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Boeing: Outsold Twice on the Same Deal?

Is Boeing out for the count?

Is Boeing out for the count?

I heard on the news this evening that Boeing may decide to no-bid on the $35 billion U.S. Airforce tanker opportunity.

AviationWeek reported that “Word that Boeing is strongly considering a ‘no bid’ position for the next round of the U.S. Air Force refueling tanker competition is spreading only two days after the Pentagon released the revised KC-X draft request for proposals (RFP).”

The article went on, “After Northrop Grumman threatened a no-bid position in the last round [Were there supposed to be multiple rounds?  I don’t think so…], the Pentagon added items to the RFP that would take into account the attributes of its A330-200-based design, which was submitted jointly with EADS.” 

A month ago today I accused the Boeing team of being outsold.  Apparently the Northrup-Grumman-Airbus team managed to get the Air Force to include specifications in the revised RFP that only they could provide.  Although Boeing representatives are certainly upset, they didn’t comment.  That was a textbook flanking strategy as I pointed out in the last post.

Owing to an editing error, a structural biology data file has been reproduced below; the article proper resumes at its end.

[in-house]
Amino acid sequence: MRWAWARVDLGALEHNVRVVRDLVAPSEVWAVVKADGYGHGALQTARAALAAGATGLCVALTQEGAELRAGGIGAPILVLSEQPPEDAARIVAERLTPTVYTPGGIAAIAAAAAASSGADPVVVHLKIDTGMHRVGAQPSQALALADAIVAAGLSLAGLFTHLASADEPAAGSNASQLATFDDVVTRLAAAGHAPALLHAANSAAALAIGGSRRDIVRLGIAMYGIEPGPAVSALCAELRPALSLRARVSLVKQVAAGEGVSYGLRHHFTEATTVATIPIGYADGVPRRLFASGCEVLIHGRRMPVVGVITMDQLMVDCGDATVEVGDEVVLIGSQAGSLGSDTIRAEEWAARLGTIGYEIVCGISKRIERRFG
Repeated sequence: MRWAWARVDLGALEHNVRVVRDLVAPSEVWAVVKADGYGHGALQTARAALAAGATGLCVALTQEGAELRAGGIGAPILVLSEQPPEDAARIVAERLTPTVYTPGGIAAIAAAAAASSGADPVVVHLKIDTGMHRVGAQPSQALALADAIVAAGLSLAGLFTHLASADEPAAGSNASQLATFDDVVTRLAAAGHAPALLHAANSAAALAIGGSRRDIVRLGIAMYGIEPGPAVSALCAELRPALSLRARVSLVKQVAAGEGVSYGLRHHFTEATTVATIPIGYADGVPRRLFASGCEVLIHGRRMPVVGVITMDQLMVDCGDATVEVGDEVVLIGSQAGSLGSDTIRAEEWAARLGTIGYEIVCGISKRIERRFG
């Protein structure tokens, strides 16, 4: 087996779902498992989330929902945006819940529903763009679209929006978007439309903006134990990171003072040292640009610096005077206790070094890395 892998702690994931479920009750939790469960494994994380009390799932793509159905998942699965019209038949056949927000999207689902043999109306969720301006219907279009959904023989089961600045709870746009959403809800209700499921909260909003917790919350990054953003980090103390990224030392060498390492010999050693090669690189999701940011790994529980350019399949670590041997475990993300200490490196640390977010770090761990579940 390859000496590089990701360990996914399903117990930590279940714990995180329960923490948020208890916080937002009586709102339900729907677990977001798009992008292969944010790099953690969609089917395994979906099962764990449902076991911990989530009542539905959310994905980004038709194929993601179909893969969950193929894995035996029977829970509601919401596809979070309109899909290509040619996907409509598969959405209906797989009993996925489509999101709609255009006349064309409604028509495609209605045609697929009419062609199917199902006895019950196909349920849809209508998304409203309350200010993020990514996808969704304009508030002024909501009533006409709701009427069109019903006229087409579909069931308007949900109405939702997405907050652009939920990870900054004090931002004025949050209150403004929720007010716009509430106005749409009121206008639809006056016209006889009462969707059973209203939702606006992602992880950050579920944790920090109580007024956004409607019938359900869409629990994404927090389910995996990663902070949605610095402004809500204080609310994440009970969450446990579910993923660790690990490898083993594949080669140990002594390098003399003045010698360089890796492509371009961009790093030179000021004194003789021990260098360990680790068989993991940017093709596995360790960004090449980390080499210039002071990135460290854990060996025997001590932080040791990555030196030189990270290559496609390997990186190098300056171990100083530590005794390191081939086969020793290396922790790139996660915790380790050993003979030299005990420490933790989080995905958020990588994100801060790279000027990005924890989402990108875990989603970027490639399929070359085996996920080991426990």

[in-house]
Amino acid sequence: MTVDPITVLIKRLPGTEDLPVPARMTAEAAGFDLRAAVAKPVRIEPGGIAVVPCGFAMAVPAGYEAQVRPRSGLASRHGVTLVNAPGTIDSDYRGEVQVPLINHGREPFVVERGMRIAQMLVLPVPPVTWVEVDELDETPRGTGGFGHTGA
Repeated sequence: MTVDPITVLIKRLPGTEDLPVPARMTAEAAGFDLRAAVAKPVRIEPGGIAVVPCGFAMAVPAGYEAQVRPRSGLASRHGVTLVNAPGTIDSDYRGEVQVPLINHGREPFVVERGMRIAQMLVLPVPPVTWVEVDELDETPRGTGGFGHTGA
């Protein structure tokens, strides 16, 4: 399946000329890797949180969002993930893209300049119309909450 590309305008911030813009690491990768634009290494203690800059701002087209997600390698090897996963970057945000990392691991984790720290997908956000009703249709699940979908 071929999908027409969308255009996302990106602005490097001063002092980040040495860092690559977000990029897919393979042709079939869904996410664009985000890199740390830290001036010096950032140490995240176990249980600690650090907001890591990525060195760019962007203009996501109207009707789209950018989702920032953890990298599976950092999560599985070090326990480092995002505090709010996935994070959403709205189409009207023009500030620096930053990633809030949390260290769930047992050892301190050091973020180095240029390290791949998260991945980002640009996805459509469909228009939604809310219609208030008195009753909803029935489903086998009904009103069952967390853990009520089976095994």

The Washington Post reported tonight that, “Last week, Boeing backers bristled at the terms and timetable of the Pentagon’s new tanker competition.” 

My guess would be that Boeing may not have time to redesign their version of the tanker to include the new specifications set down by the Air Force.  Again, indications of the timing aspect of a textbook flanking strategy.

Although it is being said that the Air Force will be embarrassed if they wind up with only one bidder, they’ll apparently get what they want—the Airbus tanker.

Is Boeing trying what Northrup-Grumman succeeding in doing, threatening to no-bid?  Will it work?

Let’s watch what happens.

Additional reading:


2 Responses

  1. It sounds like they have switched from a Frontal Strategy to a Develop/Delay Strategy. I wonder if they believe they can strenghten their position given some additional time? If not, it is nothing more and a Frontal Strategy in disguise which did not work out very well for them the last time.

    Should be interesting to watch…


  2. Ah…

    We’ve got a genuine competitive sales strategist jumping into the discussion.

    Thanks, Bruce.

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